As with most secrets, they can’t stay hidden for long, and what begins as a well-intentioned, but misguided effort to bring positivity to the island, turns into something hideous and devastating. Linklater’s performance is so riveting and layered that you can’t help but feel the conviction with which he speaks to the churchgoers. His actions juxtapose these good intentions though as he’s changed by The Angel’s blood, making him a remorseless killer under the guise that The Angel’s miracle will save Crockett’s people.
Feeding the flames is Bev Keane (Samantha Sloyan) who is without a doubt Flanagan’s best villain to date. A bigot and a schemer, she forces her religion upon all she encounters, and when she learns the truth about Father Paul, she uses that unyielding fanaticism to explain away her bad deeds, past and present. She helps Father Paul on his mission, but when even he realizes the errors of his ways, Bev does not relent, even playing god in when it comes to the fates of others.
She’s a perfect embodiment of the dangers of religious radicalization, which is an overarching theme in this thought-provoking series. While Father Paul represents this as well, his ability to step back and see the bigger picture proves that not all who are radicalized in anything are beyond repair, but the lesson or hope is that you’ll come to this realization before it’s too late, unlike Father Paul.
Riley, Erin, and Sheriff Hassan also symbolize aspects of society that are often overlooked or ostracized, with Riley representing addicts and incarcerated people, Erin representing women’s health, and Sheriff Hassan as the receiving end of Islamaphobia. Ultimately, it’s these figures who are responsible for taking action to prevent Father Paul’s plans from following through.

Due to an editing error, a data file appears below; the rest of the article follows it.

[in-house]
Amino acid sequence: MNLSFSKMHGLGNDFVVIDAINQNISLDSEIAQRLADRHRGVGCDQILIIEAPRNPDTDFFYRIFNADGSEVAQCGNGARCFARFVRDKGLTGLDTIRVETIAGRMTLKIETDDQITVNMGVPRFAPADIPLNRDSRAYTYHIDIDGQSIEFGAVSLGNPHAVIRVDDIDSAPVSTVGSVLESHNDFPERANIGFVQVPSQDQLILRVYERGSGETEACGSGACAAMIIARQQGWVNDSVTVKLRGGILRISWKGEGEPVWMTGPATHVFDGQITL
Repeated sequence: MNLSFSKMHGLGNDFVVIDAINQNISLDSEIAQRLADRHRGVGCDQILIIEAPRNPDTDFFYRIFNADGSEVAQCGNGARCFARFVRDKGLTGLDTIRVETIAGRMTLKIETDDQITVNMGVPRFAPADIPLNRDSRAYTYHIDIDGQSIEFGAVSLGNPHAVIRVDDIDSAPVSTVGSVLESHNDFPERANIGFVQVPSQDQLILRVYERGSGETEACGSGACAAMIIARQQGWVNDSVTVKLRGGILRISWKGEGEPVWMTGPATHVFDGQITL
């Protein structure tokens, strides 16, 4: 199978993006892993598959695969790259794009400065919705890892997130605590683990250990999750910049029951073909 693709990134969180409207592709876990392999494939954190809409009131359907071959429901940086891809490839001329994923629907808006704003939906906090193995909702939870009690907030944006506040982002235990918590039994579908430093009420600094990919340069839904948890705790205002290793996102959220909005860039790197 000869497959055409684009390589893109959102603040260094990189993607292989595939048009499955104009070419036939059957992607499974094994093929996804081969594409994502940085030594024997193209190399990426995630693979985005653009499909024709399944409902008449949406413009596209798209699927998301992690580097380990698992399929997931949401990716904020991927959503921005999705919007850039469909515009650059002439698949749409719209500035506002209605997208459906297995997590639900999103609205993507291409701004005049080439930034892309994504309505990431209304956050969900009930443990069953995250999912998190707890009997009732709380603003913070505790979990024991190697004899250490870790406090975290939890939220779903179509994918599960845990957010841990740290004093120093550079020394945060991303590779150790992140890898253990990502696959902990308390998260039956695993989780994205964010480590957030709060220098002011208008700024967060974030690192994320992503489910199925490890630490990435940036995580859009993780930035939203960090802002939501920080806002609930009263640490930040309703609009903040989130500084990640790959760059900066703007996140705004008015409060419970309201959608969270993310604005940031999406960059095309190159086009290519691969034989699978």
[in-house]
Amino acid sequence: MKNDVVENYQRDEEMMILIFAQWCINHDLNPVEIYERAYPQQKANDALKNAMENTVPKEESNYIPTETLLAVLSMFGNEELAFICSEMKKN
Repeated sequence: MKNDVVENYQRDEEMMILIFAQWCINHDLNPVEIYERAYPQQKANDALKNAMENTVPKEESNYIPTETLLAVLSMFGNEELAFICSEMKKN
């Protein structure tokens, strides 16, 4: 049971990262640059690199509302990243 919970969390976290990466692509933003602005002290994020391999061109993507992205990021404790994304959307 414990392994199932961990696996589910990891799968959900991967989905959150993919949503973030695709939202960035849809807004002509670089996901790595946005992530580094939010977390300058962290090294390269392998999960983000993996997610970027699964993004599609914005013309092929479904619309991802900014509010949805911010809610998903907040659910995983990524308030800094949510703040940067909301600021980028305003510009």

The way Flanagan builds this mystery and pays it off is both satisfying and completely mesmerizing because it keeps you thinking long after the credits roll. And don’t get me started on the monologues! Flanagan’s shows are always great at delivering enticing dialogue, but Siegel really gets to shine alongside Gilford when delivering minutes-long monologues about life and death.
Midnight Mass feels like a literary tale that has come to life onscreen, and in some ways, it is, as Flanagan initially came up with the concept as a novel before transforming it into a film script, and later this series. The title appears as far back as 2016 in Flanagan’s film Hush, in which Midnight Mass is a best-selling book by the character Maddie Young (also played by Siegel).
While Flanagan has leaned on literary references for his other shows, Midnight Mass stands as an original creation, which is still his best. As horrible as some of the characters are, one thing Midnight Mass gets us to do is care about its characters, no matter their flaws. Even Father Paul has something redeemable deep down as a man who is ultimately desperate to keep a family he never had the courage to claim, together.
As for Bev and The Angel? They’re still bad, but doesn’t every horror story need a monster or two? If you’ve yet to tune into this Flanaverse title, do yourself a favor and binge his best Netflix show to date, because being a Flanagan fanatic is far less dangerous than being a fanatic on Crockett Island.
Midnight Mass, Streaming now, Netflix